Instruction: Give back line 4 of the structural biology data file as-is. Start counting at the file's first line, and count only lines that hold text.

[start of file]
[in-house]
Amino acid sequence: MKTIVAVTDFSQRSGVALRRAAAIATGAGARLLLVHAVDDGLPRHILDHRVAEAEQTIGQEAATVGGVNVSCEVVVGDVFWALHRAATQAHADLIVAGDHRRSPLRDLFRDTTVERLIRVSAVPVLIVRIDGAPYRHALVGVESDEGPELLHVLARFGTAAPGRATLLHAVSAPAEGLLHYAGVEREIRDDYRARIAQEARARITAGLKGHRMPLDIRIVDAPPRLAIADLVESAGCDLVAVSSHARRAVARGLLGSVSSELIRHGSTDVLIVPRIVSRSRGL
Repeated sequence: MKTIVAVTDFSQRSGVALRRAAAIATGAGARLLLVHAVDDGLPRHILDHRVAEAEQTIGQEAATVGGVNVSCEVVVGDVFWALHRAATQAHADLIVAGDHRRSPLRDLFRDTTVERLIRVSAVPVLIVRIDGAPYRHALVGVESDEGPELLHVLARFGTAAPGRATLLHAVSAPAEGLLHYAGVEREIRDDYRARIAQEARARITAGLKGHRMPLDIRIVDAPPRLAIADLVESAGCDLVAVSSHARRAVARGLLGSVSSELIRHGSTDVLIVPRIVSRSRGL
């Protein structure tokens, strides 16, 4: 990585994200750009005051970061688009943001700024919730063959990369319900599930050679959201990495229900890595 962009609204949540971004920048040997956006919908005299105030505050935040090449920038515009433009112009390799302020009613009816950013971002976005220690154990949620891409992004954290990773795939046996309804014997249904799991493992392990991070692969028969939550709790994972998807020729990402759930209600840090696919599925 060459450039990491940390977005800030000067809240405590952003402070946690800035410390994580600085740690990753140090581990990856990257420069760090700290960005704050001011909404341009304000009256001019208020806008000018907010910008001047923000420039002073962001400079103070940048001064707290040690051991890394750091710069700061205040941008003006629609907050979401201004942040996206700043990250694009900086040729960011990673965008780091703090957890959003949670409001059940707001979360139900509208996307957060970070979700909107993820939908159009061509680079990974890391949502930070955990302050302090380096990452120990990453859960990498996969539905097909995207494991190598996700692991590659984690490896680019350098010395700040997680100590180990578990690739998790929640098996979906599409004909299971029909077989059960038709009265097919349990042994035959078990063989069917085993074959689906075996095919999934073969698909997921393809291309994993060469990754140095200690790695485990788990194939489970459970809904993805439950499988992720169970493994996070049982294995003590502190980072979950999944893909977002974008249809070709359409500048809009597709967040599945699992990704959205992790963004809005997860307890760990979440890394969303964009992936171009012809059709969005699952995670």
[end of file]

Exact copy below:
């Protein structure tokens, strides 16, 4: 990585994200750009005051970061688009943001700024919730063959990369319900599930050679959201990495229900890595 962009609204949540971004920048040997956006919908005299105030505050935040090449920038515009433009112009390799302020009613009816950013971002976005220690154990949620891409992004954290990773795939046996309804014997249904799991493992392990991070692969028969939550709790994972998807020729990402759930209600840090696919599925 060459450039990491940390977005800030000067809240405590952003402070946690800035410390994580600085740690990753140090581990990856990257420069760090700290960005704050001011909404341009304000009256001019208020806008000018907010910008001047923000420039002073962001400079103070940048001064707290040690051991890394750091710069700061205040941008003006629609907050979401201004942040996206700043990250694009900086040729960011990673965008780091703090957890959003949670409001059940707001979360139900509208996307957060970070979700909107993820939908159009061509680079990974890391949502930070955990302050302090380096990452120990990453859960990498996969539905097909995207494991190598996700692991590659984690490896680019350098010395700040997680100590180990578990690739998790929640098996979906599409004909299971029909077989059960038709009265097919349990042994035959078990063989069917085993074959689906075996095919999934073969698909997921393809291309994993060469990754140095200690790695485990788990194939489970459970809904993805439950499988992720169970493994996070049982294995003590502190980072979950999944893909977002974008249809070709359409500048809009597709967040599945699992990704959205992790963004809005997860307890760990979440890394969303964009992936171009012809059709969005699952995670």